Netflix, Which Has Previously Touted Its Ability To Compete With Piracy, Joins Australian Antipiracy Efforts
from the about-face dept
We have for some time been covering the rapid expansion of antipiracy and site-blocking efforts in Australia. Between the movie and music spaces, these efforts have been spearheaded by a couple of local entertainment groups, such as Village Roadshow and Music Rights Australia, and the typical suspects from the US, such as the MPAA, RIAA, and various movie and music studios. The ramping up of those efforts continues to date, with recently updated copyright laws being used by those groups to request massive site-blocking for torrent and streaming sites, with the courts generally rubber-stamping all of them.
To date, a glaring non-combatant in all of this has been Netflix. And that hasn’t been some huge surprise, either, given that Netflix has long had a history of touting its own ability to both compete with piracy and make use of its cultural effects, and the rest of the entertainment industry painting Netflix as some kind of problem for the industry itself. And, while Netflix’s tone on piracy has certainly begun to change, that made it somewhat jarring to learn that the company was suddenly diving into the Australia anti-piracy fray with both feet.
Over the past two years, many of the world’s largest torrent and streaming sites have already been blocked, but the work is far from done. A new application recently submitted at the Federal Court of Australia requests ISPs to block dozens of websites.
The complaint comes from Village Roadshow as well as several other prominent movie companies such as Disney Enterprises and Universal City Studios. For the first time, Netflix Studios has joined in as well, as Computerworld notes.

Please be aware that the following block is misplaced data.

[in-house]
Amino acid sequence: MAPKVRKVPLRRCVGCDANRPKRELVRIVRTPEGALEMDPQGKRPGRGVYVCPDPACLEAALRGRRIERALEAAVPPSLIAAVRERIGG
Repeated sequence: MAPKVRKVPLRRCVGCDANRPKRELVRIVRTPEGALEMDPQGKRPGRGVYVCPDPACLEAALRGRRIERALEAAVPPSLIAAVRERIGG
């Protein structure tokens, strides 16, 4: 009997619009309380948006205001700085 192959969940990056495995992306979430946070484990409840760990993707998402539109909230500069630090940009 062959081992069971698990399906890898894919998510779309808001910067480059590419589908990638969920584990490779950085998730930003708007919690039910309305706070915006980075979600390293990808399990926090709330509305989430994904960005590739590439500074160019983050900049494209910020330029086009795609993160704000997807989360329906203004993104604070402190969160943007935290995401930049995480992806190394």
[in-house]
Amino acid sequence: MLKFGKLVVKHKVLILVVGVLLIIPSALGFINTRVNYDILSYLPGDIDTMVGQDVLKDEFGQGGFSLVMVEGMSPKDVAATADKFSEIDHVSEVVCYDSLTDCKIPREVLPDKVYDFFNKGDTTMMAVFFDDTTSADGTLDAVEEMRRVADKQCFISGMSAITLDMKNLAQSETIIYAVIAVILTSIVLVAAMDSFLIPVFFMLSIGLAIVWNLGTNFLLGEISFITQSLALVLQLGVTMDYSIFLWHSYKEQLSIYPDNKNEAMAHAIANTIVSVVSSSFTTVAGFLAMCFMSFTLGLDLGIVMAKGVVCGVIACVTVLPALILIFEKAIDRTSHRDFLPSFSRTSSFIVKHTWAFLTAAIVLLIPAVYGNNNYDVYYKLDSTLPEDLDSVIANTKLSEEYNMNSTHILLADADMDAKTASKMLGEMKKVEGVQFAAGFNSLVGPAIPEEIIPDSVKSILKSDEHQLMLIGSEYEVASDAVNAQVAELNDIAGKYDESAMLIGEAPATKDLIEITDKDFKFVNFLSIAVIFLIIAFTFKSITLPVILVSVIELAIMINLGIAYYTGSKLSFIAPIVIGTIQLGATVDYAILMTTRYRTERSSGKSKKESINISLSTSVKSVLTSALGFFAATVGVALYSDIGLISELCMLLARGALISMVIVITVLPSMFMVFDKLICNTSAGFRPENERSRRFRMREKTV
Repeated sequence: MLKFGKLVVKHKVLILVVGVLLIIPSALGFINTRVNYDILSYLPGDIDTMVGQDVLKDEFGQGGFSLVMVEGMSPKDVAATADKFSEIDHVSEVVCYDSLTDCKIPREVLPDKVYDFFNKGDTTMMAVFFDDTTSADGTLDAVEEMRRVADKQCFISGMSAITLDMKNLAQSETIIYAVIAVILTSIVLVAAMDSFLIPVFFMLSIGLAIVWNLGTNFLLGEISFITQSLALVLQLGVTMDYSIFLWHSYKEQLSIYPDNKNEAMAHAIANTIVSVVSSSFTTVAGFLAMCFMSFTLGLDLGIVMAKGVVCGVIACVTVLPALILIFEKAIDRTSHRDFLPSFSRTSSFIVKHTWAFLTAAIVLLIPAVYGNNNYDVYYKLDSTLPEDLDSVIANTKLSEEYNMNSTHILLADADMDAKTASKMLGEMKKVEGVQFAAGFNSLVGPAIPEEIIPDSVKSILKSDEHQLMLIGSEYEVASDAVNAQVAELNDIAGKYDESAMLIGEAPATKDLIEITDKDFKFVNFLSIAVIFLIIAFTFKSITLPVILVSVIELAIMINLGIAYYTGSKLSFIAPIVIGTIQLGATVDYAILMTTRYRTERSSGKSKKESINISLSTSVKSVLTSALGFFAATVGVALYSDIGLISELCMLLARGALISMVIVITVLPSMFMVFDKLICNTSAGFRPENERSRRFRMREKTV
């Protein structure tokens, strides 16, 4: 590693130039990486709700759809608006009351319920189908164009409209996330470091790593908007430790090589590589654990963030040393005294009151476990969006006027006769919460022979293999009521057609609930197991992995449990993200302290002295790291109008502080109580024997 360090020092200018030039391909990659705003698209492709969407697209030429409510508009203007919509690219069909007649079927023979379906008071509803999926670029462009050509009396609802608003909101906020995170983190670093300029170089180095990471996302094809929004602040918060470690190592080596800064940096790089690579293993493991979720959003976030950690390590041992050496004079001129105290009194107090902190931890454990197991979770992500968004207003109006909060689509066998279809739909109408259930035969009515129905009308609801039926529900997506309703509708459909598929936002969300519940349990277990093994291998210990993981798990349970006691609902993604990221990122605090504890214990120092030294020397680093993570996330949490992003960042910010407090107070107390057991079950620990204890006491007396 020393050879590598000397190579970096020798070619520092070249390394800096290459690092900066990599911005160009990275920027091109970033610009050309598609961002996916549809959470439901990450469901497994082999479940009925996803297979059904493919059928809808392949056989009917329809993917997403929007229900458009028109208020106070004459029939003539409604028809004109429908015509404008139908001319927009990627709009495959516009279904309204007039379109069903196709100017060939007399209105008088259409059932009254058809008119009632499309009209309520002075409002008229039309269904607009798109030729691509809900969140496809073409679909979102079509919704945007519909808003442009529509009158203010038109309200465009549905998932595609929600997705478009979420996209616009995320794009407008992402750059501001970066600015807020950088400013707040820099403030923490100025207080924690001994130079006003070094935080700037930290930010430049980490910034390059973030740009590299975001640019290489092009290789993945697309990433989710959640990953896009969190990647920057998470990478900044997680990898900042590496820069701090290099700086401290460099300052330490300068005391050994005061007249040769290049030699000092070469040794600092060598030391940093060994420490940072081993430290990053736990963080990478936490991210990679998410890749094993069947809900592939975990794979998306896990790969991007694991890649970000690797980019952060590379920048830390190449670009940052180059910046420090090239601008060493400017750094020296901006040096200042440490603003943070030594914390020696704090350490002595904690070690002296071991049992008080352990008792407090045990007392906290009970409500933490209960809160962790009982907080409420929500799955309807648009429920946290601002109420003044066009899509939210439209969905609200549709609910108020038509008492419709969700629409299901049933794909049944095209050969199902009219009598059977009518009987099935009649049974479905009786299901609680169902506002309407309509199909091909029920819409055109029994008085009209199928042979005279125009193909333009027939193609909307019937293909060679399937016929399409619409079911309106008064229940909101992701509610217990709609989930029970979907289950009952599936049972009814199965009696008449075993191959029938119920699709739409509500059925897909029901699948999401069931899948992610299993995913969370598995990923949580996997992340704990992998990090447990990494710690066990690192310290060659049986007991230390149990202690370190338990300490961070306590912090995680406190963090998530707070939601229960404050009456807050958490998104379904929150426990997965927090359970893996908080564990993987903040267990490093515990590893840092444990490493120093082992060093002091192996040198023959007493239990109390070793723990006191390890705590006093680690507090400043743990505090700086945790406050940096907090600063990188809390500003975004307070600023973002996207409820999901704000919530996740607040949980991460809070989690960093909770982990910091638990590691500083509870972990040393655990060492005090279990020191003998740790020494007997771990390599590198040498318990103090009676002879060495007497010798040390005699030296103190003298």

As stated, Netflix is now a part of the MPAA, which perhaps explains why it is now in on these enforcement efforts. This appears to be something of a move of solidarity with the industry, as the focus of this particular complaint is pretty heavy on sites accused of distributing Asian content.
Interestingly, the court order has a strong focus on Asian content. Several of the targeted sites, such as BTBTT and 123kubo.org, are predominantly popular in Asian countries. In addition, the list also includes many anime sites such as Animeultima.to and Ryuanime.com.
The latter is likely due to the fact that the Australian distribution group Madman Anime Group is listed as one of the applicants as well.
So, again, there’s something of a all-for-one and one-for-all flavor to all of this. Still, being a member of the MPAA doesn’t require Netflix to join in on these legal efforts at site-blocking. As is typical in these complaints, the torrent and streaming sites are painted as having only one purpose: to commit copyright infringement. On that basis, the complaint seeks the blocking of 86 websites.
But the new part of this is Netflix’s involvement. Why it suddenly feels the need to join the ranks of those seeking site-blocking is an open question, particularly when it has built a business model out of being more convenient and reasonable an option than piracy itself.